First we have to know what does the program need to do.
Let's see guys.
The integral of function y = f(x) on the interval from a to b is a square of the area limited by this function, X-axis and two vertical lines
x = a and x = b.
Computer can evaluate integrals approximately. One of the most frequently used methods is the trapeze method. The interval [a; b] is separated into N equal subintervals.
That's why we should use Mat Lab.
At the begining
f = input('Typing f(x):','s');
a=input('Typing Less a: ');
b=input('Typing Up b: ');
n=input('Typing Number n ');
You can evaluate integrals of any functions using Tavrida Calculator. You simply enter a function (for example, x^2 - x + 1) in one of the cells, select the Integrate cell option, enter the limits of integration (for example, a = -10, b = 10), the number of intervals (for example, N = 10) and get the result (S = 700 in this case).
For the error is very simple.
fprintf ('Here is the ERROR')
f = input('Typing f(x) again:','s');
div = diff(f,2)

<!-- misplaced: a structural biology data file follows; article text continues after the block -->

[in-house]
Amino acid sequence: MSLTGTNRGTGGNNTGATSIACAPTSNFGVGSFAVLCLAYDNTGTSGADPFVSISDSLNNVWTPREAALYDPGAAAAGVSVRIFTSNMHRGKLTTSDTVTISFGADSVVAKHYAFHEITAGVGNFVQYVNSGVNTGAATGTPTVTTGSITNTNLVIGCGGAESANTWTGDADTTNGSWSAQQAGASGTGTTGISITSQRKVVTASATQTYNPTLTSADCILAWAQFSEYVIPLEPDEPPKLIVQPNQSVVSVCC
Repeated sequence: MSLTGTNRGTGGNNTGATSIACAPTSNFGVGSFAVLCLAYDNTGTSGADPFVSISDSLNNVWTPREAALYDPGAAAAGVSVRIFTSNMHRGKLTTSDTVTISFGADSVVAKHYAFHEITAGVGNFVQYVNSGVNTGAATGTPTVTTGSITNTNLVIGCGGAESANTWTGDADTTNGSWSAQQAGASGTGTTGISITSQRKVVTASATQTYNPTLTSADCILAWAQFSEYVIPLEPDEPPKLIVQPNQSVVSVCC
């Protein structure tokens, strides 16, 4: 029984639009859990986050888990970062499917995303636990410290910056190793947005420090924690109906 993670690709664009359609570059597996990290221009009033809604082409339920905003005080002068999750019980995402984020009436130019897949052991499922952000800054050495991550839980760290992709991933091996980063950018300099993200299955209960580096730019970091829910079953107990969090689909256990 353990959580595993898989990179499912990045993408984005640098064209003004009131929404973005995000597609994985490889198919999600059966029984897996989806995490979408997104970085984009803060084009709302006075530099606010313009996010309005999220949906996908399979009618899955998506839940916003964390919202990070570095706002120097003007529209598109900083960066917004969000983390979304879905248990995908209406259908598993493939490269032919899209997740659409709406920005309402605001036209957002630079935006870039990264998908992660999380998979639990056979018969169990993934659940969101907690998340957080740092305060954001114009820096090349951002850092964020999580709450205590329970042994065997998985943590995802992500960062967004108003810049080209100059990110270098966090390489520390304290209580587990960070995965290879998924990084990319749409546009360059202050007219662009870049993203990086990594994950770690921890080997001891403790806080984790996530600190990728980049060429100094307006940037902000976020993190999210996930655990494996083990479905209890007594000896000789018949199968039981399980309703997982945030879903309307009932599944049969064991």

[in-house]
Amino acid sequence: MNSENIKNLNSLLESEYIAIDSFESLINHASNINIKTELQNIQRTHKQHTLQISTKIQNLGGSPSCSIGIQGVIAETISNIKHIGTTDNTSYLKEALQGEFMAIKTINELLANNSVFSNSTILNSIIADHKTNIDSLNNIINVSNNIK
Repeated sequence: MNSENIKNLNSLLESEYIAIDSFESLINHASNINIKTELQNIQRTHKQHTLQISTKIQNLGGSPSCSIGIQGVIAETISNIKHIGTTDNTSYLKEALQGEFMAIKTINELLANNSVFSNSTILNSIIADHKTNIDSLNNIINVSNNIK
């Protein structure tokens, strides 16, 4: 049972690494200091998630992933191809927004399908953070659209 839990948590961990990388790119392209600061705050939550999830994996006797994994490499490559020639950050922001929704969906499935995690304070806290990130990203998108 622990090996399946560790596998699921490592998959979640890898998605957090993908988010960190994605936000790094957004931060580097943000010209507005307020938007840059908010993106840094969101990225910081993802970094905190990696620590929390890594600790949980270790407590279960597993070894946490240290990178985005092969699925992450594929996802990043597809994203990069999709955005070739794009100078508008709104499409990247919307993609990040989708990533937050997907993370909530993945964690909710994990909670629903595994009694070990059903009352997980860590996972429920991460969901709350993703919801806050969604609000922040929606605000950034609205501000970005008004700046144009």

This is not a method that we typically use in practice. Its usefulness is to introduce the subject and provide a general framework for this area of numerical methods.
Using the Euler-Maclaurin formula, the integral of f(x) dx on the interval a to be can be expressed as (note that the concept of expansions is a common technique in mathematics)
where B2n are Bernoulli numbers.
We observe that, if the interval of integration is small enough, the series in the second term above would yield a contribution that is negligible compared to the first term. This is a standard technique in deriving relationships in numerical methods.
As a result the integral of f(x)dx on the interval a to b is approximately equal to the following if b - a is sufficiently small
Note that the above expression is the area of a trapezoid where b - a is the base and f(a) and f(b) are the lengths of the two vertical parallel sides.
Next, recall the additive formula between integrals